Price grew up in Michigan and graduated from the University of Michigan and its medical school. His father and grandfather were both physicians. He did his residency in orthopedic surgery at Emory Medical School and then moved to Roswell, where he was involved in civic affairs and was president of the Rotary Club. Working closely with the Medical Association of Georgia, he campaigned locally against President Bill Clinton’s health care plan in the early 1990s. When a seat opened in the state Senate in 1996, he was elected and quickly moved up the leadership ranks to become majority leader when Republicans captured the Senate in 2002 for the first time since Reconstruction.

When Republican Rep. Johnny Isakson announced he was running for the Senate seat being vacated by Democrat Zell Miller, the contest for this heavily Republican open seat was hard-fought and big-spending. Three state senators ran—Price from Fulton County, and Robert Lamutt and Chuck Clay from Cobb County. Price spent $499,000 of his own money and contrasted his work in medicine with the legal and business careers of his two main opponents. He highlighted his fiscal conservatism and strong support for limiting jury awards in malpractice suits, a position that won him considerable support from the medical community. Calling the federal income tax “broken,” he supported a national retail sales tax. He said that he had “a surgeon’s mentality. … I get things done.”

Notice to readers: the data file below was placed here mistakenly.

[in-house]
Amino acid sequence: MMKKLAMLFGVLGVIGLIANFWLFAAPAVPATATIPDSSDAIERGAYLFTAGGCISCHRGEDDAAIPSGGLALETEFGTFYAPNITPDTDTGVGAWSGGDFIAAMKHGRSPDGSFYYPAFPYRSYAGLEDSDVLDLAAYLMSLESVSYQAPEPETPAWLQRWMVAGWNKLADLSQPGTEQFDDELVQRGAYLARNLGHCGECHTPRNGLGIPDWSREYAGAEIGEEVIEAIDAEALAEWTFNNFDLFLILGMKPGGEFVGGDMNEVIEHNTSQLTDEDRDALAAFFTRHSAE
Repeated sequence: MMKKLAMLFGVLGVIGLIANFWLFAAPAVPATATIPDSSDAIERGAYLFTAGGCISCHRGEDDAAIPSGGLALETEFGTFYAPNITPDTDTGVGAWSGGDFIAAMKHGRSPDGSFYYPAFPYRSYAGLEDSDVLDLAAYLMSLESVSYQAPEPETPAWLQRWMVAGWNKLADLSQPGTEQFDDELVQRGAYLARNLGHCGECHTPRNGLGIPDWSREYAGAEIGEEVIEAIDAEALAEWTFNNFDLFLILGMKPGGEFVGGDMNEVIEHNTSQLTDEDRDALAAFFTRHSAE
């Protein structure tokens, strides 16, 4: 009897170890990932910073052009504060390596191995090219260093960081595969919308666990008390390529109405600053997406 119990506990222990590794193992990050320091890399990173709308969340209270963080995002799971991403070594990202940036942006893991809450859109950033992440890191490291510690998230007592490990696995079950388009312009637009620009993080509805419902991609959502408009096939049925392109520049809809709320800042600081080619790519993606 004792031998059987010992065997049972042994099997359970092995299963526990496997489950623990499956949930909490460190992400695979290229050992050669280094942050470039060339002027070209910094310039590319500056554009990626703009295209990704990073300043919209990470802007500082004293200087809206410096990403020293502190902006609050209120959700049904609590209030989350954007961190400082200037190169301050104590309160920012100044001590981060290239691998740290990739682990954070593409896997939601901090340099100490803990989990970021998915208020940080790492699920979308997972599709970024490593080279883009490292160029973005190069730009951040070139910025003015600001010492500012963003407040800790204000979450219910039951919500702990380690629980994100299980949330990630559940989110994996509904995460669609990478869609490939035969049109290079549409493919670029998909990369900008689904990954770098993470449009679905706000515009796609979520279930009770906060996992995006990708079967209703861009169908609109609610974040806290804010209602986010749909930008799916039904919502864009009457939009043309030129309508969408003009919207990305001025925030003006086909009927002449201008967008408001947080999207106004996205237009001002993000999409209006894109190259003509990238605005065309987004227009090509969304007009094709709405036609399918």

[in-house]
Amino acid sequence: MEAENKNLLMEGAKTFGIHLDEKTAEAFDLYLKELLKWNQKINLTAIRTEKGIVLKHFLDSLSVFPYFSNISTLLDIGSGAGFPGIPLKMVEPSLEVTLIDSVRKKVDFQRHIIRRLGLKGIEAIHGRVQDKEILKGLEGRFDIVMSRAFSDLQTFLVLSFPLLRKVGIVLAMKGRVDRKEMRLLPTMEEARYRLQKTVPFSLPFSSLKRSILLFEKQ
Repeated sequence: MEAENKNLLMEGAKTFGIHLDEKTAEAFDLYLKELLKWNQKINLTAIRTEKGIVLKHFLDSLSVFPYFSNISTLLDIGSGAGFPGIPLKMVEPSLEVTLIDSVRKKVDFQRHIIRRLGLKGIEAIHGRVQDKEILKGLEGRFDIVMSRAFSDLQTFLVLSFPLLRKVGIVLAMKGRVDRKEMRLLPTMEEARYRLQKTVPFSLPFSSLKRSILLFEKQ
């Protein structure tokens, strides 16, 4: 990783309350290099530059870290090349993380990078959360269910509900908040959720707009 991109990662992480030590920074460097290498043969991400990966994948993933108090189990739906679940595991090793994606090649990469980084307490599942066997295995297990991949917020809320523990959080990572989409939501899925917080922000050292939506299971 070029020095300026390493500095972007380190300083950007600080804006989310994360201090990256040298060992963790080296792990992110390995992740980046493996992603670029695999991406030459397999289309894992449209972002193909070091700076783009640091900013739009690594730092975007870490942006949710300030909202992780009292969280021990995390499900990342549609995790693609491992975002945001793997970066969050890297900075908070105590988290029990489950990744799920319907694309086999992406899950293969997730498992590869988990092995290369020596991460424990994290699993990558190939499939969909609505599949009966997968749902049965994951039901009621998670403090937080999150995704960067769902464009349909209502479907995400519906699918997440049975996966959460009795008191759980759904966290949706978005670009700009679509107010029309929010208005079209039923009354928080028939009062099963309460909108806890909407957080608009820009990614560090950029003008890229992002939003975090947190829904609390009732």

Price led the first round of the primary with 35% of the vote; Lamutt made it into the runoff with 28%. Lamutt, who gave $1.5 million to his campaign, criticized Price as a “special interest” candidate because he raised large sums from fellow doctors. He also attacked Price’s 2003 support for a 25-cent tax increase on cigarettes. Price defended his vote as a tool to reduce local property taxes. In the runoff,Price won 54%-46%.

In the House, Price was among the Tea Party Caucus’ original members and tied for most-conservative House member in National Journal’s 2011 vote rankings. He also had, by mid-2014, a lifetime score of 93 percent from the anti-tax group Club for Growth. Price has advocated the abolition of the Internal Revenue Service and replacing almost all taxes with a national sales tax. He told Fox News after President Barack Obama was reelected in 2012 that he disagreed with Boehner’s position to abandon efforts to repeal Obama’s health care reform law. He introduced his own legislation to create tax incentives for consumers to purchase insurance on the individual insurance market.

In 2010, Price became chairman of the House Republican Policy Committee, the party’s in-house idea factory. He focused on health care and energy policy, repeatedly calling for more domestic oil and gas production. During negotiations over raising the federal debt limit in 2011, he said on CNN that a default represented no large risk because debt-holders still would be paid, an assertion that the fact-checking website PolitiFact found to be false. When Democrats sought to extend unemployment benefits in 2010, Price cited economists who warned of a “moral hazard” in doing so. Price was also a leading organizer of the House Republicans’ protest in the House chamber during the August 2008 recess, which was aimed at pressuring then-Democratic Speaker Nancy Pelosi to bring to the floor a bill allowing offshore oil exploration in America’s coastal waters. His enthusiasm for playing political hardball impressed his GOP colleagues, as did his energy for the fight—he told The Atlanta Journal-Constitution he gets to his office before 7:30 a.m. and leaves at 10:30 or 11 p.m.